There’s a recession on the way. It has already arrived in many parts of the world. And with a recession comes something called ‘stickiness’ – where lawyers, especially at Special Counsel level, keeping work they could otherwise be passing down to more junior lawyers makes sure they (a) make bonus, and (b) keep their jobs [after all, Special Counsel is the biggest loss leading level in most law firms]!
Unlikely – 5 generations in the workforce and a recession. I’d think you need to be very special to be looking at equity partner entry level at the moment. Now if we are talking salary partner, I would agree. And keep in mind that roles like ‘Managing Associate’ and ‘Special Counsel’ were born out of the 2008 GFC, so we may see more of these job descriptions appearing in job adverts in the near-ish future.
Absolutely, but let’s look at this a little closer: I.’Rethinking space’ – yes, see my response in 1 above II. ‘Redesigning the professional staff leverage model’ – no, see my answer in 2 above III. ‘More outsourcing’ – I wish, see number 8 from my 2013 prediction list! IV. ‘Increased use of project management’ – we have been talking about this for over a decade and if we still haven’t got this right then we don’t deserve to keep putting this on our ‘wish list’ V. ‘Thinking twice about business travel’ – absolute no brainer! Partners’ use of their airmails for upgrades will be a growing trend in the next 12 months! VI. ‘More investment in technology’ – yes and no. Yes if it is for cyber-security (especially client-driven cyber-security requirements), and yes if it is for time-based billing. But no if it is for anything else. VII. Improving realization – AFAs – Pre-negotiated discounts – Continued focus on improving the billing and collections process So much to say here, but all I will say is – rubbish. And what on earth is a ‘pre-negotiated discount’, is that a contractually agreed volume discount? If so, it is not an AFA! VIII. Greater focus on cross-selling opportunities – as I’m currently reading Heidi Gardner and Ivan A. Matviak’s ‘Smarter Collaboration: A New Approach to Breaking Down Barriers and Transforming Work‘ (didn’t realise they were married before I read this) I would hope so. But experience has shown me that partnership deeds drive cross-selling opportunities and not altruistic behaviour a lot better than HBR top-selling books! IX. Financing growth – ahh, maybe we wait and see how the other predictions go! And keep in mind that financial growth does not necessarily mean ‘profit growth’, which should be the main game for any law firm!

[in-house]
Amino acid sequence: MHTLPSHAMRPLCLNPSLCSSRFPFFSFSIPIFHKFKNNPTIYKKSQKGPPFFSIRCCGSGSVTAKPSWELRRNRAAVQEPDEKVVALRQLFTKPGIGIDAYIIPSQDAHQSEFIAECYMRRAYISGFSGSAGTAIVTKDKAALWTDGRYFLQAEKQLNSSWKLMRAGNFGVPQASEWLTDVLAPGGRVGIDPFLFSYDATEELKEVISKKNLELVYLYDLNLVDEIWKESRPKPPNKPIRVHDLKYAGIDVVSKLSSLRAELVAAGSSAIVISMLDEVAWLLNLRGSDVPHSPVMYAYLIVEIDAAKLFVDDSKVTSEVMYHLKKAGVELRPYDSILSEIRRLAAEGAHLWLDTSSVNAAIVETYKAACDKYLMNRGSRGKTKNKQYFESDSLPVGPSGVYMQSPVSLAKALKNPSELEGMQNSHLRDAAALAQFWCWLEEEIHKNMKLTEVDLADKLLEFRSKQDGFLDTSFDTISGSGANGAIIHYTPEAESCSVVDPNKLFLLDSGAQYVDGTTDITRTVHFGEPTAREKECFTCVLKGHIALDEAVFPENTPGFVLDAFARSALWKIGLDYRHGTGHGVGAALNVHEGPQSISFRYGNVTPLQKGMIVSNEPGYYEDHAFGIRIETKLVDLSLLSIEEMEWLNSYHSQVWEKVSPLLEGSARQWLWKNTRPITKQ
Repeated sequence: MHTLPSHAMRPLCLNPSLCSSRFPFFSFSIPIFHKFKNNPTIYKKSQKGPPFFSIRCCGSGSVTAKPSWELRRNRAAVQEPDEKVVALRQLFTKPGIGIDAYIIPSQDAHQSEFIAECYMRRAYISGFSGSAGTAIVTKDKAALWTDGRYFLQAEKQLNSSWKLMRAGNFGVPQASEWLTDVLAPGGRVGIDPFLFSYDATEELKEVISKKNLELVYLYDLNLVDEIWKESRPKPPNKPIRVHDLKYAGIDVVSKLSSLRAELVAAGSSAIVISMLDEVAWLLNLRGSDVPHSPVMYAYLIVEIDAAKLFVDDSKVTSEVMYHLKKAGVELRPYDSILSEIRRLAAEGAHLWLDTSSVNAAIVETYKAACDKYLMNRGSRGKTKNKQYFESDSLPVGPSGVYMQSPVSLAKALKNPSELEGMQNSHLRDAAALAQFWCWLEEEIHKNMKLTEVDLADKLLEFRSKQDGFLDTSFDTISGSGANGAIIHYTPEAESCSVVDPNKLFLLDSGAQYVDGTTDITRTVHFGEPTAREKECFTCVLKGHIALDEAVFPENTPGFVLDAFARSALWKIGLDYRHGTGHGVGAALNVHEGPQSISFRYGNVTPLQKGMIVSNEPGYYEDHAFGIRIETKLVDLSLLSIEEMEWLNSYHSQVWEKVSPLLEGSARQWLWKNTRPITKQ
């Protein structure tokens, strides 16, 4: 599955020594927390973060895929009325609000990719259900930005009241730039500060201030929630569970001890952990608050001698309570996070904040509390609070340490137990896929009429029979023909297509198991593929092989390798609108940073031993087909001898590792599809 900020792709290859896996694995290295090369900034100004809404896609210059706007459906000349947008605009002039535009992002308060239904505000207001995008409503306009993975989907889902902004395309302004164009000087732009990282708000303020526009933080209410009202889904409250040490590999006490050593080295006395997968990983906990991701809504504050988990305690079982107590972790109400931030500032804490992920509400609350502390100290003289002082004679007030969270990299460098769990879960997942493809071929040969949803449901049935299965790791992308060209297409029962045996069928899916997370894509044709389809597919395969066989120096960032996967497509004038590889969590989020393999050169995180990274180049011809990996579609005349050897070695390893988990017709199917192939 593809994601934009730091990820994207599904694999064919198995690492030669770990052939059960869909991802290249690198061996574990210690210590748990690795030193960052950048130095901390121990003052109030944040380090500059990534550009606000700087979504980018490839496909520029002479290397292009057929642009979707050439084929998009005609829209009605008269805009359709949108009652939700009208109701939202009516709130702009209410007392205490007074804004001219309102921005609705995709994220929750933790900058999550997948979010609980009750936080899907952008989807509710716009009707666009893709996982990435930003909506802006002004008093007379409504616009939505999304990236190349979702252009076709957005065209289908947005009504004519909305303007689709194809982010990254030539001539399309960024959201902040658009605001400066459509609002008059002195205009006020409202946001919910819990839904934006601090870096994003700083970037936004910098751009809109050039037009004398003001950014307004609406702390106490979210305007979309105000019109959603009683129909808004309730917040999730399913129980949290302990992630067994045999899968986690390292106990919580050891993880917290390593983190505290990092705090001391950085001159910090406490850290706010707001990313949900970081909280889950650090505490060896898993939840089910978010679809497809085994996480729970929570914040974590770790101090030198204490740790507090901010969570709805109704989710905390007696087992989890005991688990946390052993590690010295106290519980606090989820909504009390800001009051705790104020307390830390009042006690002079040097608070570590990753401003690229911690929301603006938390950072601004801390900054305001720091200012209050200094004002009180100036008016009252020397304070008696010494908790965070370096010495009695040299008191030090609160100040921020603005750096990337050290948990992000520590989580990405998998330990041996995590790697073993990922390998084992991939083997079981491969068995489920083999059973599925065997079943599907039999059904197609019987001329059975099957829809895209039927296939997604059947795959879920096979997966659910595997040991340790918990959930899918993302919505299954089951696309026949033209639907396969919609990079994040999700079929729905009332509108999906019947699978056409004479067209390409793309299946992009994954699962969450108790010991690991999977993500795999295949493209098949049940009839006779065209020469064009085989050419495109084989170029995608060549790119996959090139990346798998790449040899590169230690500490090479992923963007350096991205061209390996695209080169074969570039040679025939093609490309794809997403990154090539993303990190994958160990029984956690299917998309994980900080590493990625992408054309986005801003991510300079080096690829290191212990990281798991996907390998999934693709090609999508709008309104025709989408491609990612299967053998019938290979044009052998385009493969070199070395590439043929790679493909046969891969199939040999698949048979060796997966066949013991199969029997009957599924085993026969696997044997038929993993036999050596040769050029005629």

Anyhow, as usual comments are my own. And I hope everyone has a great 2023!
As I have written on this blog on numerous occasions since March 2013, big international law firms need to consider – and account for – foreign exchange (FX) currency fluctuations – especially if their P&L is based in one currency – whether that be GB Pounds or US Dollars.
So it was with some amusement that I saw the following article headline in The American Lawyer today:
‘As Currencies Fluctuate, Law Firms Adjust Lawyer Pay and Billing Across the Globe’
But, before we all get ahead of ourselves and start to think law firms have finally figured out that as they approach $2BN+ in global revenue with business operations – in many cases – in over 20 countries, they might want to think about currency fluctuation issues, the real reason this has all of a sudden now become an issue comes out in the article:
‘Firms are taking steps to minimize the impact exchange rates could have on partner compensation, associate salaries and other expenses’
Which itself raises another issue I have mentioned so many times previously on this blog, if currency exchanges do fluctuate over the course of a financial year, what does that do to your multiplier?
Do you go from a 3x multiplier to a 5x? Do you go from a 5x multiplier to a 7x?
And what happens if the FX fluctuation is as a result of a stronger local currency, do you go from a 5x multiplier to a 3x?